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Consider a list contains data in byte (i.e ['\x03', '\x00', '\x32', ... ])

temp = b''

for c in field_data:
   temp += c
   print "%x" % ord(c)

above code correctly concatenates all bytes into temp (byte string literal). But when I added this into element of dictionary, output was incorrect in some cases.

testdic = {'dd':temp}
print testdic

For example, 0x0 0x0 0x0 0x0 0x0 0x0 0x33 0x32 are in list and first code show all bytes were correctly concatenated. But when I executed second code right after, output was like this:

{'dd': '\x00\x00\x00\x00\x00\x0032'}

And I'm not entirely sure why this happens.

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Can you make a minimal working example? –  Blender Mar 6 at 5:14

1 Answer 1

up vote 1 down vote accepted

When you print a dict, it prints the braces { and } along with a representation of the contents.

>>> b = b'\x00\x0f\xff'
>>> print b
�
>>> print repr(b)
'\x00\x0f\xff'
>>> print {'test':b}
{'test': '\x00\x0f\xff'}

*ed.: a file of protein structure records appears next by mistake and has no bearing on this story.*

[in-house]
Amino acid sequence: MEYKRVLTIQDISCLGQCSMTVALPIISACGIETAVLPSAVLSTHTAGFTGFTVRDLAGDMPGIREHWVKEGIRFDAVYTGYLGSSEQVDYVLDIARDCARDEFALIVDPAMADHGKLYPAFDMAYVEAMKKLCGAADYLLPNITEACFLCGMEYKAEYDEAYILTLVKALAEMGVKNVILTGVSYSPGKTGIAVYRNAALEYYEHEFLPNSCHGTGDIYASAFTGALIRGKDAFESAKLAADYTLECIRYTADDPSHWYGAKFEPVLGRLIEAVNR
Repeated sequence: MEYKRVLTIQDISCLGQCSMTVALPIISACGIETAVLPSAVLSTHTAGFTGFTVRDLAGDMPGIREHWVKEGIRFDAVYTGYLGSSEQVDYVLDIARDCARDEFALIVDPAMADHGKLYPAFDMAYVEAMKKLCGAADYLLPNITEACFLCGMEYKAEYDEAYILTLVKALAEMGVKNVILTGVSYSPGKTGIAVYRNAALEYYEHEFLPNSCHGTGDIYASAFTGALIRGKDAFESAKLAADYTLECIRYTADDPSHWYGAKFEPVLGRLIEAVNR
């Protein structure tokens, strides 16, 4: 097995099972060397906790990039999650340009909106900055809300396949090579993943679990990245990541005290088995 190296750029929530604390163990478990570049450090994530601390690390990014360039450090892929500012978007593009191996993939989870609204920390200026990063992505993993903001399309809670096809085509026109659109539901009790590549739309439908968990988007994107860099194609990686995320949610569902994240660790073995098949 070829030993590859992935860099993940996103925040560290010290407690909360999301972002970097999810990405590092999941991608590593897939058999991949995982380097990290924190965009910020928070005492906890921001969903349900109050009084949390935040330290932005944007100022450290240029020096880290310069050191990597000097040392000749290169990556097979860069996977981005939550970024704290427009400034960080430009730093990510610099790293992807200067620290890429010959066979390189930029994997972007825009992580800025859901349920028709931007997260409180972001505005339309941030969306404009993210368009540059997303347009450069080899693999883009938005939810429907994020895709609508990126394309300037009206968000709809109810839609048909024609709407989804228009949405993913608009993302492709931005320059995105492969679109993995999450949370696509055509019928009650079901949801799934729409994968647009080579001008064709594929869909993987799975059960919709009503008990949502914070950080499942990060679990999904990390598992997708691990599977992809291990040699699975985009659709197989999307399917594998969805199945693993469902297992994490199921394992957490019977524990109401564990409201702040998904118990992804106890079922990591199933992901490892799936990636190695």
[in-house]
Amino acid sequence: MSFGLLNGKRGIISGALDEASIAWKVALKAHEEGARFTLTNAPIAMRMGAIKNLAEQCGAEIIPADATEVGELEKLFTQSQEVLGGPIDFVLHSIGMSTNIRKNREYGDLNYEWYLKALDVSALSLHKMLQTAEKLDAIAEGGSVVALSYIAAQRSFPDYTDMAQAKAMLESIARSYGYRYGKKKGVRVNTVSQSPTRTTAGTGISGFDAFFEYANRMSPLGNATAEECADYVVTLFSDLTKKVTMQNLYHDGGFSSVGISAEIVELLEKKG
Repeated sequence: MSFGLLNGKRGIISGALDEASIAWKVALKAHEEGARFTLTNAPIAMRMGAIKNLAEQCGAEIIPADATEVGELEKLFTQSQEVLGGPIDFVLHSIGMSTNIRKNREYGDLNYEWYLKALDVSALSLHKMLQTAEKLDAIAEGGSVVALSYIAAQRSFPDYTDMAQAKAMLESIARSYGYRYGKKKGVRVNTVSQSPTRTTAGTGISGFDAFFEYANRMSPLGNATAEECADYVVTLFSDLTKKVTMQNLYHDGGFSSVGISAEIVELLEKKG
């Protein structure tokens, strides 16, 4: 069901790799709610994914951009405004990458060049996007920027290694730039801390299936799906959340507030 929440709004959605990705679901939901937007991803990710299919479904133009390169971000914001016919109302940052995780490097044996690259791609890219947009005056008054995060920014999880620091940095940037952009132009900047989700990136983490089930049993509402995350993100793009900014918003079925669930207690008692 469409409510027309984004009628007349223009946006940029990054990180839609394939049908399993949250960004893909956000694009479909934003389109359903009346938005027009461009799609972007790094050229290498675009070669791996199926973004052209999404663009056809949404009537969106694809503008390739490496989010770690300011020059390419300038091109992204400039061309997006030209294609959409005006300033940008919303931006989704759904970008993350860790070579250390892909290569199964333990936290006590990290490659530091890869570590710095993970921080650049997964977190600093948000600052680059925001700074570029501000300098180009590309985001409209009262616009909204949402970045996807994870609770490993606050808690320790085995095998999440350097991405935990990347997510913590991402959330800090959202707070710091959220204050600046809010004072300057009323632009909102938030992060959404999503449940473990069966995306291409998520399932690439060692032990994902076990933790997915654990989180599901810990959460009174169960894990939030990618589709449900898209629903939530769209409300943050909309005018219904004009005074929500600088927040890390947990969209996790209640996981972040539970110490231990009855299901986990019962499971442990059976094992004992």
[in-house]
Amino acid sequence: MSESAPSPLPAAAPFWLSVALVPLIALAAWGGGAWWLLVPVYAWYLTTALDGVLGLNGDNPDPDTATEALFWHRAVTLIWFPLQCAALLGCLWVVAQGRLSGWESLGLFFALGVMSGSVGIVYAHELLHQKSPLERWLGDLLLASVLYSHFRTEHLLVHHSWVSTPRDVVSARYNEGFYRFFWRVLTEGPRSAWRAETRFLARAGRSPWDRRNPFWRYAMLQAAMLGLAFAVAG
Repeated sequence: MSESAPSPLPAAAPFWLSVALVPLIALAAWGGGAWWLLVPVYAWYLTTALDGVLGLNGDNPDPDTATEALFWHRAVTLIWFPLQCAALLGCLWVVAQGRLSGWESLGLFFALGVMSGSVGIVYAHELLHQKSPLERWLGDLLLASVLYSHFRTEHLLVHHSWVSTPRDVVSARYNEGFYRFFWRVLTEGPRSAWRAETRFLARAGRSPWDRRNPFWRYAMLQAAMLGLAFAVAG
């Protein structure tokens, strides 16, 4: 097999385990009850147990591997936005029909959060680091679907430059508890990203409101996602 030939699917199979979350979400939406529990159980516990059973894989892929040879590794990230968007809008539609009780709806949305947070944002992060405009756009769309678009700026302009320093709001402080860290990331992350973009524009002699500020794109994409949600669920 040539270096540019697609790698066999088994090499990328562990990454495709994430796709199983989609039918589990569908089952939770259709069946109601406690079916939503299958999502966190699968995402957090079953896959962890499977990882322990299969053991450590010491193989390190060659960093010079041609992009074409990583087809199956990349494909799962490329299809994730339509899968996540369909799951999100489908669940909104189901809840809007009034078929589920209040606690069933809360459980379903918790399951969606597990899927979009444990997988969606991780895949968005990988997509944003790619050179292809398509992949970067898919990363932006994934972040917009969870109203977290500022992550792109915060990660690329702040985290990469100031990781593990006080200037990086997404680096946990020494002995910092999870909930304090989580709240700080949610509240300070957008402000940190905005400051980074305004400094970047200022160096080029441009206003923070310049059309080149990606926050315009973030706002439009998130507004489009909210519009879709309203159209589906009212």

EDIT

The numbers 0x33 & 0x32 are the ASCII values of the characters '3' and '2'. repr will show printable ascii characters directly, while using the \x00 notation for non-printable characters.

>>> b = b'\x33\x32'
>>> print b
32
>>> print repr(b)
'32'
>>> hex(ord('3'))
'0x33'

Here's a function that I use for printing hex representations of strings

>>> def hexstr(s):
...     return '-'.join('%02x' % ord(c) for c in s)
...
>>> hexstr(b'\x00\xff\x33\x32')
'00-ff-33-32'

You might be able to subclass dict and override the __str__ representation if you want this to happen automatically.

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AH i see why that happened. What if I want to do '\x32\x33' ? –  REALFREE Mar 6 at 5:23

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